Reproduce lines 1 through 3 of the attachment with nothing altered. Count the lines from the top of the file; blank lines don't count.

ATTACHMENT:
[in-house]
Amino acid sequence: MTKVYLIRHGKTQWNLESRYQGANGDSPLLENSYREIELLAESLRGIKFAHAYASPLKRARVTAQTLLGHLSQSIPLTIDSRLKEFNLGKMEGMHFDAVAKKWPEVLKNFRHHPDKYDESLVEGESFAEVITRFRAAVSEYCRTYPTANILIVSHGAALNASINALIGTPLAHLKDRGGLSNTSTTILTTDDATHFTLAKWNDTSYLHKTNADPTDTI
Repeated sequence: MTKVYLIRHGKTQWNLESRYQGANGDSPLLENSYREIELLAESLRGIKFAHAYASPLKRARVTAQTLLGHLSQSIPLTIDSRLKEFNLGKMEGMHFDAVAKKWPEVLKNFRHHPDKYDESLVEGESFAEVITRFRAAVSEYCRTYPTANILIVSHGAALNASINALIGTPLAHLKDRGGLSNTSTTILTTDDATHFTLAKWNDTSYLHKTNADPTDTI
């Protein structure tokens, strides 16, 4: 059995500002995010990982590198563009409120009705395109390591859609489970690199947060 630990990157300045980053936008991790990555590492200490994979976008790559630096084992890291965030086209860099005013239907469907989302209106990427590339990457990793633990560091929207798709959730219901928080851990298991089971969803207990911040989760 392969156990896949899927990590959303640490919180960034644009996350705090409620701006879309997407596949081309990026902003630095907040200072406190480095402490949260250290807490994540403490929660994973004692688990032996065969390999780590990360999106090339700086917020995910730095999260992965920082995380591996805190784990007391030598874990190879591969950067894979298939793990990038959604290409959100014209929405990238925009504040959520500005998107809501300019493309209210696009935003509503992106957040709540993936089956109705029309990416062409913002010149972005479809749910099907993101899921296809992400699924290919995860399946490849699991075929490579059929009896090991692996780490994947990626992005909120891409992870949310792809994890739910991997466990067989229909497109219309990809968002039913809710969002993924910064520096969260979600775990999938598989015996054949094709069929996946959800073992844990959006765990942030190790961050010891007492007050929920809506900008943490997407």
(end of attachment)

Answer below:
[in-house]
Amino acid sequence: MTKVYLIRHGKTQWNLESRYQGANGDSPLLENSYREIELLAESLRGIKFAHAYASPLKRARVTAQTLLGHLSQSIPLTIDSRLKEFNLGKMEGMHFDAVAKKWPEVLKNFRHHPDKYDESLVEGESFAEVITRFRAAVSEYCRTYPTANILIVSHGAALNASINALIGTPLAHLKDRGGLSNTSTTILTTDDATHFTLAKWNDTSYLHKTNADPTDTI
Repeated sequence: MTKVYLIRHGKTQWNLESRYQGANGDSPLLENSYREIELLAESLRGIKFAHAYASPLKRARVTAQTLLGHLSQSIPLTIDSRLKEFNLGKMEGMHFDAVAKKWPEVLKNFRHHPDKYDESLVEGESFAEVITRFRAAVSEYCRTYPTANILIVSHGAALNASINALIGTPLAHLKDRGGLSNTSTTILTTDDATHFTLAKWNDTSYLHKTNADPTDTI